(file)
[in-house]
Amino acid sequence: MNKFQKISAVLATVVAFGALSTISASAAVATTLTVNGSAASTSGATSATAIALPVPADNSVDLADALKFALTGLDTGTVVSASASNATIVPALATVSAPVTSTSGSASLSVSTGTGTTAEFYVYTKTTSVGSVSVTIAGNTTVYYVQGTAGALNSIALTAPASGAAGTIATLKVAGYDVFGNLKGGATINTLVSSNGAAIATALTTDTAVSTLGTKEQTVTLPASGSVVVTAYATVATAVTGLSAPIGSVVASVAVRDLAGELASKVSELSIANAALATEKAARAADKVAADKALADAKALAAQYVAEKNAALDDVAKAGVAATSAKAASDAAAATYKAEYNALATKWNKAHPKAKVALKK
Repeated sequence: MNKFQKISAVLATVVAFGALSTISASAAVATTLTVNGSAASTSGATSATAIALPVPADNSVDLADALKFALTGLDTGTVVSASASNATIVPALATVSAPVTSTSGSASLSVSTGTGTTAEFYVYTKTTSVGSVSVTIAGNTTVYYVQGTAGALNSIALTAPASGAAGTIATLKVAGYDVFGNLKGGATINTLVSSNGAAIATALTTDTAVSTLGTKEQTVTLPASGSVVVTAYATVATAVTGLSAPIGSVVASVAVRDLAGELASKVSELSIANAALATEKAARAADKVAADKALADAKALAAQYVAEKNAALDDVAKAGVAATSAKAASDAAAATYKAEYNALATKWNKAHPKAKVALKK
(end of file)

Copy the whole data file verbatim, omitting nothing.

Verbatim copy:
[in-house]
Amino acid sequence: MNKFQKISAVLATVVAFGALSTISASAAVATTLTVNGSAASTSGATSATAIALPVPADNSVDLADALKFALTGLDTGTVVSASASNATIVPALATVSAPVTSTSGSASLSVSTGTGTTAEFYVYTKTTSVGSVSVTIAGNTTVYYVQGTAGALNSIALTAPASGAAGTIATLKVAGYDVFGNLKGGATINTLVSSNGAAIATALTTDTAVSTLGTKEQTVTLPASGSVVVTAYATVATAVTGLSAPIGSVVASVAVRDLAGELASKVSELSIANAALATEKAARAADKVAADKALADAKALAAQYVAEKNAALDDVAKAGVAATSAKAASDAAAATYKAEYNALATKWNKAHPKAKVALKK
Repeated sequence: MNKFQKISAVLATVVAFGALSTISASAAVATTLTVNGSAASTSGATSATAIALPVPADNSVDLADALKFALTGLDTGTVVSASASNATIVPALATVSAPVTSTSGSASLSVSTGTGTTAEFYVYTKTTSVGSVSVTIAGNTTVYYVQGTAGALNSIALTAPASGAAGTIATLKVAGYDVFGNLKGGATINTLVSSNGAAIATALTTDTAVSTLGTKEQTVTLPASGSVVVTAYATVATAVTGLSAPIGSVVASVAVRDLAGELASKVSELSIANAALATEKAARAADKVAADKALADAKALAAQYVAEKNAALDDVAKAGVAATSAKAASDAAAATYKAEYNALATKWNKAHPKAKVALKK